Oocyte Transport Protocols and Success Rates

Researchers evaluated the effect of shipping mares’ oocytes (egg cells) on eventual fertilization rate.
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The practice of shipping stallions’ semen across the country, and even around the world, is a mainstay in today’s equine reproduction industry. Collecting and transporting mares’ oocytes (egg cells) in a similar fashion, then fertilizing and implanting them into donor mares could save breeders money—and donor mares from having to take long, expensive, and potentially health-compromising trailer rides. Veterinarians are determining whether this technique could be a viable approach for saving time and money.

Intracytoplasmic sperm injection (ICSI) is a form of in vitro fertilization in which a single sperm is injected directly into an egg. The technique is not commonly used in equine medicine, but Rob Foss, DVM, of Equine Medical Services, Inc., in Colombia Mo., said, “Its use is increasing for mares that are unable to produce embryos any other way and also for stallions whose available sperm numbers are low.” But, because only a handful of facilities offer the procedure, horse owners often have to transport their mares great distances at great cost, racking up hefty price tags even before procedures get under way.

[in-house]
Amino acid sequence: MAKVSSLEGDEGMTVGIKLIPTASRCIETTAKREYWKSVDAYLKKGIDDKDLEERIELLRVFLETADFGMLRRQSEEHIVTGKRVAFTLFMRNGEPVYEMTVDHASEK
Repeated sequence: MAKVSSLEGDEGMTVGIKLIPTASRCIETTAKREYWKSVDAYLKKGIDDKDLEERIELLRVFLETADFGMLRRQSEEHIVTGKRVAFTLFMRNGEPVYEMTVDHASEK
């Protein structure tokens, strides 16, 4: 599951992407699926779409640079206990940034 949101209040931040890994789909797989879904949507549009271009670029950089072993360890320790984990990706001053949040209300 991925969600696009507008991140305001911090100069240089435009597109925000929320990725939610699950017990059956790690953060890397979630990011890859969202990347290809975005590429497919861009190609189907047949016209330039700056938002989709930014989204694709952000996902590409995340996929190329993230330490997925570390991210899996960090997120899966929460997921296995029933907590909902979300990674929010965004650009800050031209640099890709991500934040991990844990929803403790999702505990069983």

At the 2013 American Association of Equine Practitioners’ Convention, held Dec. 7-11 in Nashville, Tenn., Foss described a study he and colleagues performed to determine the effect of shipping oocytes on the eventual fertilization rate.

The team incubated two types of oocytes—those recovered from dominant (mature) follicles after inducing ovulation via deslorelin administration (and those from subordinate (immature) follicles—overnight in various media and at varying temperatures to mimic the effects of transport. Then the team performed ICSI using the incubated oocytes and compared the groups’ blastocyst (early embryo) production rates

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Written by:

Christy Corp-Minamiji, DVM, practices large animal medicine in Northern California, with particular interests in equine wound management and geriatric equine care. She and her husband have three children, and she writes fiction and creative nonfiction in her spare time.

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